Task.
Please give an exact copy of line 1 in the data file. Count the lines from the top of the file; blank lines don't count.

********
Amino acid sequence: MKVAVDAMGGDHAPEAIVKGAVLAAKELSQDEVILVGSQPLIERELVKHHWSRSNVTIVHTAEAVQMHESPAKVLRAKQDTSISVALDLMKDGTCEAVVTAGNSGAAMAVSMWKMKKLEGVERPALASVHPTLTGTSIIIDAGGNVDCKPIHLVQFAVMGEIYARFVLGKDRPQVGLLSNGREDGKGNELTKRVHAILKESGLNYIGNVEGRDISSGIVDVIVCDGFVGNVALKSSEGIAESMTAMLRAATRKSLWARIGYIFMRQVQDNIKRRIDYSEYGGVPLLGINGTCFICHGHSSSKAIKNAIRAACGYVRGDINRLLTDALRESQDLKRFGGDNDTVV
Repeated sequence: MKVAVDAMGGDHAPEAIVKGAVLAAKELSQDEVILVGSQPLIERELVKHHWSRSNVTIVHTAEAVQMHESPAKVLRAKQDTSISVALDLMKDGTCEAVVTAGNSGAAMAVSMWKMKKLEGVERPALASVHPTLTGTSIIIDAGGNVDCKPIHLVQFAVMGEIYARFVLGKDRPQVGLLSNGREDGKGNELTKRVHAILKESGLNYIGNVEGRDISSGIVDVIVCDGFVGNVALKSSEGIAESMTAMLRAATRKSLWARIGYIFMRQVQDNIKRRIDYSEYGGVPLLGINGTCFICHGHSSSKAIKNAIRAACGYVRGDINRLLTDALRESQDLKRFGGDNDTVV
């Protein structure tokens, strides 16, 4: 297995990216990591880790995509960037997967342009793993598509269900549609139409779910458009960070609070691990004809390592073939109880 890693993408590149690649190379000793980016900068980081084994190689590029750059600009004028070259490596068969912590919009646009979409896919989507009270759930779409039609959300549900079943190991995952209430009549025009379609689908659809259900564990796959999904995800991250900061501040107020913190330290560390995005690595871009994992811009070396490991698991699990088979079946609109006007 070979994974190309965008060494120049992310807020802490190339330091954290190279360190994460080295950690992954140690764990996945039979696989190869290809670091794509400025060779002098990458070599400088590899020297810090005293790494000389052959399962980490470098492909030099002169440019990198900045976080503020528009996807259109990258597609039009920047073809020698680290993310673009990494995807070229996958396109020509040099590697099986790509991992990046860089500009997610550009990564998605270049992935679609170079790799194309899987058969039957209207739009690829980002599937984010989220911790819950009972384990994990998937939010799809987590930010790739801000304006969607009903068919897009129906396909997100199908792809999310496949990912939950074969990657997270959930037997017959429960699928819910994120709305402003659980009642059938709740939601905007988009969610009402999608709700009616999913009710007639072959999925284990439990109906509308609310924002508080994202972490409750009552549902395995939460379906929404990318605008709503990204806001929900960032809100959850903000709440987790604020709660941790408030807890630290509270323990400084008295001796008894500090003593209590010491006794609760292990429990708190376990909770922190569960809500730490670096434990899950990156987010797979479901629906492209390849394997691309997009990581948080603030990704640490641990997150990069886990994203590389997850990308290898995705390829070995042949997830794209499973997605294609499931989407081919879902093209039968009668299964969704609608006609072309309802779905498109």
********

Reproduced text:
Amino acid sequence: MKVAVDAMGGDHAPEAIVKGAVLAAKELSQDEVILVGSQPLIERELVKHHWSRSNVTIVHTAEAVQMHESPAKVLRAKQDTSISVALDLMKDGTCEAVVTAGNSGAAMAVSMWKMKKLEGVERPALASVHPTLTGTSIIIDAGGNVDCKPIHLVQFAVMGEIYARFVLGKDRPQVGLLSNGREDGKGNELTKRVHAILKESGLNYIGNVEGRDISSGIVDVIVCDGFVGNVALKSSEGIAESMTAMLRAATRKSLWARIGYIFMRQVQDNIKRRIDYSEYGGVPLLGINGTCFICHGHSSSKAIKNAIRAACGYVRGDINRLLTDALRESQDLKRFGGDNDTVV